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My stepway has developed a fault on the handbrake warning system. When I am braking at the bottom of a steep gradient, the handbrake warning light comes on and gives a warning bleep.
I suspect a trip to the dealership is required to investigate. However, I am curious to know if any other owners have come across this one. The brakes are working fine so I am presuming this is an electrical bug.
 

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Discussion Starter · #2 ·
I have just had a trawl through the handbook and found that this warning may be a sign of low level of brake fluid in system. So definitely a trip to the dealership .
 

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They'll probably charge to check and top up your break fluid. Would be cheaper for you to have a quick check yourself before booing it into the garage.
 

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Hi,

Same thing started happening to me yesterday. Will check brake fluid level tomorrow. if it's not it, going to take it to garage and fight as the car had annual service a week ago
 

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Just found this out yesterday, the handbrake warning bleep sounds if the handbrake is on even just a little bit, as in one or two notches.
 

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They'll probably charge to check and top up your break fluid. Would be cheaper for you to have a quick check yourself before booing it into the garage.
It is advisable to book it into the garage if the fluid level is low, The breaking system could have developed a leak which would be fixed under warranty. Better to be safe than sorry.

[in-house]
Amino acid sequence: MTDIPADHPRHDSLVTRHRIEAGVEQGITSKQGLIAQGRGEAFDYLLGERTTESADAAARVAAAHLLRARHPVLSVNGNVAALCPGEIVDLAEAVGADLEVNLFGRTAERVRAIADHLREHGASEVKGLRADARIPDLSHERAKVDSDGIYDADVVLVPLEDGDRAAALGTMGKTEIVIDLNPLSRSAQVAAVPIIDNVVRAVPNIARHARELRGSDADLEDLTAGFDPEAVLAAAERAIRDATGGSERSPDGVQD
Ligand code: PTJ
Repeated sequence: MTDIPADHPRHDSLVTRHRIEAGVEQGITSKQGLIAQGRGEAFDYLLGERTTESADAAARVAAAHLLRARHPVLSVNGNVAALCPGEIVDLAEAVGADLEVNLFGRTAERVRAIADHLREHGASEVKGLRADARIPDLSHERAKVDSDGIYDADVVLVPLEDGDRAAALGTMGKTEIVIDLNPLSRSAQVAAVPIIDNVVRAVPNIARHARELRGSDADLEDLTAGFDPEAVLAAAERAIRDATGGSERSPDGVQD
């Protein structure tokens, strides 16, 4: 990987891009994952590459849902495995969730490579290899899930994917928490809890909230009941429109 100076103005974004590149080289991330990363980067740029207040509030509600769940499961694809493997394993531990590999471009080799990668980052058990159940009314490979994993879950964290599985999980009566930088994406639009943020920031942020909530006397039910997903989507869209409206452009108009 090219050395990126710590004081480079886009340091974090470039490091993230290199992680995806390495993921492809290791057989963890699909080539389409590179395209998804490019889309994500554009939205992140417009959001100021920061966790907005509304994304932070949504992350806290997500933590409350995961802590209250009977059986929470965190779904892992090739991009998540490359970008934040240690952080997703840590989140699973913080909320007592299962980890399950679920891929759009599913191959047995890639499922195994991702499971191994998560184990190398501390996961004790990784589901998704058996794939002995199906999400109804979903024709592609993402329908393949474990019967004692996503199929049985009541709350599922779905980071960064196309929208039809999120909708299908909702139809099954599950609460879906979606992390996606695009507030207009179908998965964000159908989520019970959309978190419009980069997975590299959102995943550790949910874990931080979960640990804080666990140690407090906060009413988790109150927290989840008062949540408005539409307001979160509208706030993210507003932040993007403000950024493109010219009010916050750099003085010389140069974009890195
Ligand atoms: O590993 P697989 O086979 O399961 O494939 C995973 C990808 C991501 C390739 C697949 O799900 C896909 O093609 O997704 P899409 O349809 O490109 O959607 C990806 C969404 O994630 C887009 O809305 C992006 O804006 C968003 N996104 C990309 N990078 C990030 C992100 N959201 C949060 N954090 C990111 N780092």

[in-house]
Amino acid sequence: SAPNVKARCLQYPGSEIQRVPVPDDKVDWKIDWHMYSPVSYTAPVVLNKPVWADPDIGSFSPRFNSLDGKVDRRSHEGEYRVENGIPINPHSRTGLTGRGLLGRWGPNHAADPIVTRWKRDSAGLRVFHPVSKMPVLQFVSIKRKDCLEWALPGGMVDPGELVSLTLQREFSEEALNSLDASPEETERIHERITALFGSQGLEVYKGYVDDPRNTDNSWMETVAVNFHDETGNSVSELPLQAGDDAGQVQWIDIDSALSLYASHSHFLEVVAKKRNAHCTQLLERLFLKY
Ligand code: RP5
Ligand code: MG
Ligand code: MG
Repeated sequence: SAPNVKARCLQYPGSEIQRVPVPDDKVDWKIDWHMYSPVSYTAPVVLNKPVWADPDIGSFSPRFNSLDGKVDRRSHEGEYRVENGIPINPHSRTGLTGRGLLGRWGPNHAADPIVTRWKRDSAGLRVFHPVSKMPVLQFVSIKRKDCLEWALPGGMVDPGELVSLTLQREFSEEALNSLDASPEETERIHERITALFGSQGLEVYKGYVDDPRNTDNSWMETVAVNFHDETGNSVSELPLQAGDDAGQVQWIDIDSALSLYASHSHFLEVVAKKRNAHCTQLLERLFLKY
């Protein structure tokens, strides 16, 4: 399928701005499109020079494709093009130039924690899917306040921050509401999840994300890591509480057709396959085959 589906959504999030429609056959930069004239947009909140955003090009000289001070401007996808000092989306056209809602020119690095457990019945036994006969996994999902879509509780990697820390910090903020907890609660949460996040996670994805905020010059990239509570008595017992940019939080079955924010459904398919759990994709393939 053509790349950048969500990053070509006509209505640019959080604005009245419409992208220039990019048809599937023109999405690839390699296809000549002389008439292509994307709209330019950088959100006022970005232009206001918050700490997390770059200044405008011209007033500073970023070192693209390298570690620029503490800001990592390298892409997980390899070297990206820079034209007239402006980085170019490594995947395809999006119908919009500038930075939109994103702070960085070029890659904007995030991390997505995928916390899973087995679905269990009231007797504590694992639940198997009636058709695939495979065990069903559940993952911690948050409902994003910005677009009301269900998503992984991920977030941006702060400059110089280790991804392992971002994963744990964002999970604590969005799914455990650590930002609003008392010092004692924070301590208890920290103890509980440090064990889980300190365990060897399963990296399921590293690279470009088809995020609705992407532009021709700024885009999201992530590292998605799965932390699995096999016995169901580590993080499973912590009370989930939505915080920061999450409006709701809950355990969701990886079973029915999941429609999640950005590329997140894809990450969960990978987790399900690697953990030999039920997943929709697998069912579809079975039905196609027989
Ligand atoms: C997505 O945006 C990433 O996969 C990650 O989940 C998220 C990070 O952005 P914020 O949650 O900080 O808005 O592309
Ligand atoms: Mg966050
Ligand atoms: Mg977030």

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Just found this out yesterday, the handbrake warning bleep sounds if the handbrake is on even just a little bit, as in one or two notches.
My other half was guilty of this when driving my Clio3..me forever reminding her that she needs to lower the bloody lever all the way down..like how many times do I need to say this ..no wonder I am loosing my voice.. :rolleyes:
 

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My other half was guilty of this when driving my Clio3..me forever reminding her that she needs to lower the bloody lever all the way down..like how many times do I need to say this ..no wonder I am loosing my voice.. :rolleyes:
My first car with a hand brake warning, well apart from a light.
 

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My stepway has developed a fault on the handbrake warning system. When I am braking at the bottom of a steep gradient, the handbrake warning light comes on and gives a warning bleep.